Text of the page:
More than Mambo
With the Easing of Some U.S. Restrictions, Top Cuban Musicians and Artists are Bringing Their Talents North
From the Print Edition:
The Cuba Issue, May/Jun 99
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Jorge Caunedo, a young Cuban painter, elects to stay in his homeland.
"The island is a filter that allows you to see the world," says Caunedo, 30, who trained as an architect and has handled two important renovation projects in La Habana Vieja, the architecturally rich colonial-era section of Havana that is being restored as a major tourist attraction. "This is the ground that makes the plant grow, this is the ground that makes the artist grow. You know, the mango, you can't get it to grow in the snow."
But Caunedo is also powerfully aware of the American marketplace and the desirability of showing his work in New York. "New York is the scale," he says. "It's a place where everybody tries to go."
Manuel Mendive, whose work includes soft fabric sculptures and performance art that features painting the bodies of seminude dancers, provides a poetic echo. "I'm modest, but not very shy," he says. "For me, America is always the sun."
On the streets of Havana, you can still sense some disdain for those who have left.
"The musician who goes to the United States, he's not a Cuban musician in the total sense--he's visiting someone else's house," says Fito Laureiro, the manager of AfroCuba.
But the hard attitude of Cold War times has softened, tempered by the freer flow of Cuban artists around the world and by the significant cultural demands of the Marielitos and balseros, the post-1980 second and third wave of Cuban immigrants to the United States, who grew up listening to Los Van Van. They are joining younger Cuban-Americans who want to taste the pure Cuban sound.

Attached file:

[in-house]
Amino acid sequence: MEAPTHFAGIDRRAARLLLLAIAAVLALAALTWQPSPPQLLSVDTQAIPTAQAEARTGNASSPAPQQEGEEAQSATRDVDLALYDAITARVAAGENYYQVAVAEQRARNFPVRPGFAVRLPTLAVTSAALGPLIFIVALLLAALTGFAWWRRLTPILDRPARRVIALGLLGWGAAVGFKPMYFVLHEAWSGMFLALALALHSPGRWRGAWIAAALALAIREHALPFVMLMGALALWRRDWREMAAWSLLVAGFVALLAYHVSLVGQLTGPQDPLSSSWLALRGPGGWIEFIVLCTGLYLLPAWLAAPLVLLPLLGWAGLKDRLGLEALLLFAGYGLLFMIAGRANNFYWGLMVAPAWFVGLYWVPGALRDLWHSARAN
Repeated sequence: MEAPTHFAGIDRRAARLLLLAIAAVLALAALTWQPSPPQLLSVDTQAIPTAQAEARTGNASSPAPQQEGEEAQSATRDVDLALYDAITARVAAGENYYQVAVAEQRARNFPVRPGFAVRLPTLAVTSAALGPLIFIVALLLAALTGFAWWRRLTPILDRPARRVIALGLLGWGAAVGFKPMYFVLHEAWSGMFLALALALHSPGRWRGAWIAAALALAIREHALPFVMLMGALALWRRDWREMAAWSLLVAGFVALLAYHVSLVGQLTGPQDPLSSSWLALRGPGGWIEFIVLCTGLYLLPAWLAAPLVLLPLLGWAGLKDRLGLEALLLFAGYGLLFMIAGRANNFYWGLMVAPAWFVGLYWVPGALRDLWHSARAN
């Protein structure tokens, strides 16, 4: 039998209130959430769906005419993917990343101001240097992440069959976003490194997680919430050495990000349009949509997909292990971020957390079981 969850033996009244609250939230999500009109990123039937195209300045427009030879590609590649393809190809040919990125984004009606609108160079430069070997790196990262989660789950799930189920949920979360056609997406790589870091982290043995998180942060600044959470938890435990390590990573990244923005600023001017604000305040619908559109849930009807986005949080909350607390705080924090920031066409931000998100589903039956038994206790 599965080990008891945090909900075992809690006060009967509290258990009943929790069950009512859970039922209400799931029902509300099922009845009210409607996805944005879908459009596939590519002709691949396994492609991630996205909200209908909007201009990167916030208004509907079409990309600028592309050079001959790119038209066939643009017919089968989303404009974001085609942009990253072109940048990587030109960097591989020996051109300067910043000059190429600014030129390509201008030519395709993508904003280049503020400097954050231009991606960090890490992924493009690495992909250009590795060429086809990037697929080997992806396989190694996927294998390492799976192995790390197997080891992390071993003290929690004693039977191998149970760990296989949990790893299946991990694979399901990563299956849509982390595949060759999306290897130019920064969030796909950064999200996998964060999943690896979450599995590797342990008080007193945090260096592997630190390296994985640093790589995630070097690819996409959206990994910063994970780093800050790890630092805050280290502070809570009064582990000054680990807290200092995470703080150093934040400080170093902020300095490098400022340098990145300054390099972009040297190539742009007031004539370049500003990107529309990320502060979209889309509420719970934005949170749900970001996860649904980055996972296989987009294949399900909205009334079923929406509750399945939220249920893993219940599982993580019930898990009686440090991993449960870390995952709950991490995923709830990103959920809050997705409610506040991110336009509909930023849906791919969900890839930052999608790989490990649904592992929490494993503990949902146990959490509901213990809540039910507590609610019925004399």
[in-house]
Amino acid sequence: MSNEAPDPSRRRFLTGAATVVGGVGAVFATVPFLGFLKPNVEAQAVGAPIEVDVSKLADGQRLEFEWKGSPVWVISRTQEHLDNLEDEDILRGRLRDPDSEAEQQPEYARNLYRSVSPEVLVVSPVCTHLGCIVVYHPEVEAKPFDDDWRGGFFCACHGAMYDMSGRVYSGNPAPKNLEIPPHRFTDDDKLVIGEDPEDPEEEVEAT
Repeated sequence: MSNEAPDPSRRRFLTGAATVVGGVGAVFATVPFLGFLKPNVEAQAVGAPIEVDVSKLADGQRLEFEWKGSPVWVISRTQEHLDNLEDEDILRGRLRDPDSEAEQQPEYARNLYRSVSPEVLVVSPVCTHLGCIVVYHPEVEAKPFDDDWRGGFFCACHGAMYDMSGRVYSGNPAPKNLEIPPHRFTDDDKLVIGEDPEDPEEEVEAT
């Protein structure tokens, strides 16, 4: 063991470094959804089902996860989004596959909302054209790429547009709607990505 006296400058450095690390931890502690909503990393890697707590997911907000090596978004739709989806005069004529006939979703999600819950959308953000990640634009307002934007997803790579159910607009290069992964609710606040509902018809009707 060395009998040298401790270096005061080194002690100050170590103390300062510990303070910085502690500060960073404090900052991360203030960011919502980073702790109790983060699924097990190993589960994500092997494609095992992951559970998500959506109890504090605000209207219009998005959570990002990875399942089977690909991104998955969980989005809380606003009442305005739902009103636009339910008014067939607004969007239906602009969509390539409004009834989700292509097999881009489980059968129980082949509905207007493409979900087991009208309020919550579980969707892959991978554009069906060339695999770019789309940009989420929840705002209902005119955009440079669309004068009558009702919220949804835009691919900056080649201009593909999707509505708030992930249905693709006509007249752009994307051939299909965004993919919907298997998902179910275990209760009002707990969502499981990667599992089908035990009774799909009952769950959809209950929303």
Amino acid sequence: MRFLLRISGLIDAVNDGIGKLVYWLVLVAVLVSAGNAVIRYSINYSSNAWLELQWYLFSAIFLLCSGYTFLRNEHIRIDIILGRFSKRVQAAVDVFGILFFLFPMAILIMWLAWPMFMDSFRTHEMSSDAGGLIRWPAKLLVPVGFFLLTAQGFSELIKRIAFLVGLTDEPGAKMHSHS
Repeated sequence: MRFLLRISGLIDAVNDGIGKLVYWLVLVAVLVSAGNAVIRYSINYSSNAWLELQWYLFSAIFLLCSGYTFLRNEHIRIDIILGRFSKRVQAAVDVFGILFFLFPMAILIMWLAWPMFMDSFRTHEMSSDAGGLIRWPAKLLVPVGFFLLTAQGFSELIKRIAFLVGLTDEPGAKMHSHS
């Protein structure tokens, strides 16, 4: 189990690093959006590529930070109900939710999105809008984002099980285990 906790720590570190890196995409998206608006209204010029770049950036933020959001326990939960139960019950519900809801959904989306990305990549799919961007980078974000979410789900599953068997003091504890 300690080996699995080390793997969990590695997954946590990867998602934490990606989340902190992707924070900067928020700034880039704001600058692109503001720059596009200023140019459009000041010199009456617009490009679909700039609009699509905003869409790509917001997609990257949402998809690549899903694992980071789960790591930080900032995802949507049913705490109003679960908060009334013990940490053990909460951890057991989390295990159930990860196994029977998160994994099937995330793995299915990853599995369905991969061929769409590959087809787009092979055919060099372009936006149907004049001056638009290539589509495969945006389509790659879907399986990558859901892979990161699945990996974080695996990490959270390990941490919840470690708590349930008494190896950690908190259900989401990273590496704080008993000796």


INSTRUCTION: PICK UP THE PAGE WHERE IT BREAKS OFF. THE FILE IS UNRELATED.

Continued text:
"These younger generations, they aren't political--they just want to hear our music," says Pedroso, who says Los Van Van is considering several Miami dates on its summer tour, once an unthinkable notion. "The tension that used to be, it's gone. The people who left, they can come back, they can play. And those guys who left and renounced Cuba, they're the first guys at the airport shaking our hands and saying hello."
You hear music on the streets throughout Havana. It's everywhere. A guaguanco blaring from the second-story window of a house on a Vedado side street as a band practices on a weekday afternoon. Afro-Cuban jazz in the cellar bar, La Zorra y El Cuervo, near the Habana Libre hotel. Souped-up son by unheralded and hat-passing musicians in the Café Paris in La Habana Vieja. Boleros and an a cappella quartet at Gato Tuerto, a club near the Hotel Nacional.
It might be chamber music in the Basilica San Francisco, the restored and richly ornate church in the old section of Havana. Or hot and highly harmonic salsa in a meeting room of the Hotel Riveria with lousy acoustics, served up by a young band from Matanzas, La Caro, fronted by four sisters and backed by various spouses and relatives. It might even be hip-hop and house--American styles served up with Cuban brio.
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